One of the causes of hearing challenges is viral infections. Various viruses can produce inflammation that damages components in the inner ear which are critical for processing sound as well as lead to a bacterial (or fungal) infection that causes hearing loss. During earlier phases of the COVID-19 pandemic, initial studies revealed a possible link between the virus and audio-vestibular symptoms including: hearing loss and tinnitus. Over one year into the pandemic, more studies have shown a correlation between COVID-19, hearing loss, and tinnitus.
Tinnitus is commonly referred to as “ringing in the ears”. It is the experience of hearing a sound when no external noise is present in the environment. The sound being perceived is typically described as a ringing, clicking, buzzing, or whistling-like noise that is heard in one or both ears. According to the Centers for Disease Control and Prevention (CDC):
- Nearly 15% of the population (50 million people) in the U.S. experiences tinnitus
- 20 million people experience chronic tinnitus
- 2 million people have debilitating tinnitus
Tinnitus is one of the most common symptoms of hearing loss, a permanent medical condition that reduces capacity to detect and process sound. This is often caused when the sensitive hair cells in the inner ear are damaged. There are thousands of hair cells in each ear which help convert incoming soundwaves into electrical signals that then travel to the brain. Once these signals reach the brain, they are further processed and assigned meaning to; enabling us to understand what we hear. Different factors can damage these hair cells: exposure to loud noise, aging, existing medical conditions, and chronic infection.
Link Between COVID-19, Hearing Loss, & Tinnitus
More research shows that tinnitus could be a symptom of long COVID which describes symptoms that last after the infection has cleared. This includes a significant study published in the journal Frontiers in Public Health:
- Study: involved 3,103 participants from 48 countries. The majority of participants had pre-existing tinnitus while a small number did not.
- Findings: 40% of people who experienced COVID-19 also experienced a worsening of their tinnitus. A small number of participants reported experiencing tinnitus for the first time alongside COVID-19.
The researchers who conducted this study concluded that there is a significant correlation between the virus and heightened tinnitus.
Additionally, researchers at the University of Manchester also explored this link in a study published in the International Journal of Audiology. They found 56 studies that established an association between COVID-19 and audio-vestibular symptoms. Their findings included that the prevalence of hearing loss was 7.6%, tinnitus was nearly 15%, and vertigo was 7.2% among people who experienced the virus. Kevin Munro, professor and lead researcher in this study suggested that COVID-19 can damage the nerves that carry sound information to the brain, leading to tinnitus and hearing loss.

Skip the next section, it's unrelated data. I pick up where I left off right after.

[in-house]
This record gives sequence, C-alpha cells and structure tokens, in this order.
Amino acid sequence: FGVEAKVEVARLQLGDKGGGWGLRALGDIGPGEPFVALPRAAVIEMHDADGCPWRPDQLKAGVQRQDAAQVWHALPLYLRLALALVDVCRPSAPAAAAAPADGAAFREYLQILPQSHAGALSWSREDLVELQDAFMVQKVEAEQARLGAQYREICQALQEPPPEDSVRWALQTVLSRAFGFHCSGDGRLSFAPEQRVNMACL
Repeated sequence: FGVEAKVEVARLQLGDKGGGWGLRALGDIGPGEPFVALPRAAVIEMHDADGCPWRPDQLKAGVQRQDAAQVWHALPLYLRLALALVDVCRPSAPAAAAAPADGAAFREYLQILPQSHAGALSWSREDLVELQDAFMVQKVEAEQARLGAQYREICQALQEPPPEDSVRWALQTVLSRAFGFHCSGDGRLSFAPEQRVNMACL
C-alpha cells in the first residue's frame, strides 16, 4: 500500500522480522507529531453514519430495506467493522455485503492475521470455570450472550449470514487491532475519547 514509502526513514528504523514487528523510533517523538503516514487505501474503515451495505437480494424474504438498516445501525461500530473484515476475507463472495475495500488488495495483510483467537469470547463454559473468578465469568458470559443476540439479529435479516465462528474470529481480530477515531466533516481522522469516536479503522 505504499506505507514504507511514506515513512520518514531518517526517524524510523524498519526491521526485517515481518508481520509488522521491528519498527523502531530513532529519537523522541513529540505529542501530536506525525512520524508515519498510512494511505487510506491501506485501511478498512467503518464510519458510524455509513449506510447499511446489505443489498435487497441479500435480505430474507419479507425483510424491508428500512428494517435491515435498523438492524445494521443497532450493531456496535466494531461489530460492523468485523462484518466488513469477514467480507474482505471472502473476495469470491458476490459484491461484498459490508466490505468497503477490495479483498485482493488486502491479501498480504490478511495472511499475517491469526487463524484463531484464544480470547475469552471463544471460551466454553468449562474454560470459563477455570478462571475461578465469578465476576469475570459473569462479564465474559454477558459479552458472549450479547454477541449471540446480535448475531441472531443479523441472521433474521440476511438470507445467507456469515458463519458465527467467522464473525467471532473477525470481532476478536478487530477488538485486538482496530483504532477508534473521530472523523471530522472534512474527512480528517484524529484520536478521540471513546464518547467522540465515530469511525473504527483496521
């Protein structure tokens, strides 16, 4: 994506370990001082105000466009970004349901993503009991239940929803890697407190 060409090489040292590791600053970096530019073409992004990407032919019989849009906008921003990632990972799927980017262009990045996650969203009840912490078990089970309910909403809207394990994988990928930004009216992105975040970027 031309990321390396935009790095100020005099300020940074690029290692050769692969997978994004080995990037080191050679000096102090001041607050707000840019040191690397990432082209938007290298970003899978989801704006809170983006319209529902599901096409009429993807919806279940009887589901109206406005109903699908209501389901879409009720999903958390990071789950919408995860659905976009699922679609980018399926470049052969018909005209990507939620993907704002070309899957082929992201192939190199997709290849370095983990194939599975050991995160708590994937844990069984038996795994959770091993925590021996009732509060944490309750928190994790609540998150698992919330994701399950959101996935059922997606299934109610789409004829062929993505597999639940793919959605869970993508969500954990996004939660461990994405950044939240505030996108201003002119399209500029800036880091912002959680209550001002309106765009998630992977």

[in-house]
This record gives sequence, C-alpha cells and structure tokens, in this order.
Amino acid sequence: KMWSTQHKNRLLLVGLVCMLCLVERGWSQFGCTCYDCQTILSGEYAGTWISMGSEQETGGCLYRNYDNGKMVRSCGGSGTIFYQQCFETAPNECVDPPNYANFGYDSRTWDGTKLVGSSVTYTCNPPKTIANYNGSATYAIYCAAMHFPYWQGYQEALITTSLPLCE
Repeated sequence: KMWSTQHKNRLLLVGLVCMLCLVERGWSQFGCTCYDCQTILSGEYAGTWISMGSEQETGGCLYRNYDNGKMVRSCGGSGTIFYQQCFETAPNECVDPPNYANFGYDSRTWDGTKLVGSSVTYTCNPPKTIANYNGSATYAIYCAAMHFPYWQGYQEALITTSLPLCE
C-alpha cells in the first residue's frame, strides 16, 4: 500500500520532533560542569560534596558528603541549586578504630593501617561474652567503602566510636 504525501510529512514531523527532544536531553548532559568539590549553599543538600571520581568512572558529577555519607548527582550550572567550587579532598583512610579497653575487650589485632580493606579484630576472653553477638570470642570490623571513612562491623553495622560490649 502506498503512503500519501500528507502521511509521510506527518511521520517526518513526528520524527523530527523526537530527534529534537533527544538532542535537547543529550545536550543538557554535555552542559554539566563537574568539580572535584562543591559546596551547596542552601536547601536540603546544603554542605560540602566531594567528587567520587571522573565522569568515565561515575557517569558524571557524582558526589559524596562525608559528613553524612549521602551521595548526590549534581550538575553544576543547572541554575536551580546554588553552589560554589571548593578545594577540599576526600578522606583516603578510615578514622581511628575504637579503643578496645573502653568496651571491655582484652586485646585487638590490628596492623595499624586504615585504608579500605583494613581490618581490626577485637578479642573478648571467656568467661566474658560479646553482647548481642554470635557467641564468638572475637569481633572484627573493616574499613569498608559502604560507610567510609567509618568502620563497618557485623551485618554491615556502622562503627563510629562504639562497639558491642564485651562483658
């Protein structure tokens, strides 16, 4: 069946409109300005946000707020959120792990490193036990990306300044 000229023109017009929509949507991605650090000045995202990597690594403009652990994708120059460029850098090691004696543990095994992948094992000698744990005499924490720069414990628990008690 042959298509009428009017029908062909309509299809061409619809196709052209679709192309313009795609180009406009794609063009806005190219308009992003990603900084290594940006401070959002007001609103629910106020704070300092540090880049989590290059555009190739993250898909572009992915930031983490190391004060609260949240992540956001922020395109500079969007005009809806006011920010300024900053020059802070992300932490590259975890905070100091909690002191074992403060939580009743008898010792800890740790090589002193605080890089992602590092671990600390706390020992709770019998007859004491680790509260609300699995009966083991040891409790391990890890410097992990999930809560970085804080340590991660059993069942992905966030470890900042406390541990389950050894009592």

Tinnitus is also exacerbated by stress which triggers and heightens the symptom. The majority of participants in the initial study previously mentioned, reported that they thought stress associated with the pandemic was worsening their tinnitus. This includes the ways in which the pandemic has produced social distancing measures, taken a toll on social life, impacted job and income, forced adjustments around child care, etc.
Tips for Managing Tinnitus
Though much is known about common symptoms and effects of COVID-19, it is important to be aware of tinnitus and hearing loss as possible effects of the virus as well. If you experience this symptom, there are ways you can effectively manage it to reduce its impact on daily life. A few tips include:
- Have hearing tested: because tinnitus often occurs with underlying hearing loss, it is important to have your hearing tested. Schedule an appointment with a hearing healthcare provider for a hearing exam. This involves a painless process that identifies hearing capacity in both ears which establishes any impairment and the degree of hearing loss you could be experiencing. After your hearing needs are established, an audiologist is able to make recommendations to effectively meet those needs. Treating hearing loss alleviates symptoms including tinnitus.
- Reduce stress: stress is a significant activator of tinnitus so identifying stressors and using strategies to healthily process stress can be really helpful. Try activities like meditation, yoga, walks etc. which aid in relaxation and enhance breathing. Exercise is another useful strategy that can reduce stress and tinnitus.
- Develop sleep routine: tinnitus often takes a toll on sleep and lack of quality sleep heightens tinnitus. You can break this loop by developing a sleep routine that facilitates quality sleep: avoiding screens prior to bed, getting comfortable bedding, adjusting lighting, sleeping at the same time each night, etc.
If you have experienced difficulty with hearing loss or tinnitus after COVID, please contact us today to schedule an appointment. We’re here to help with your hearing health!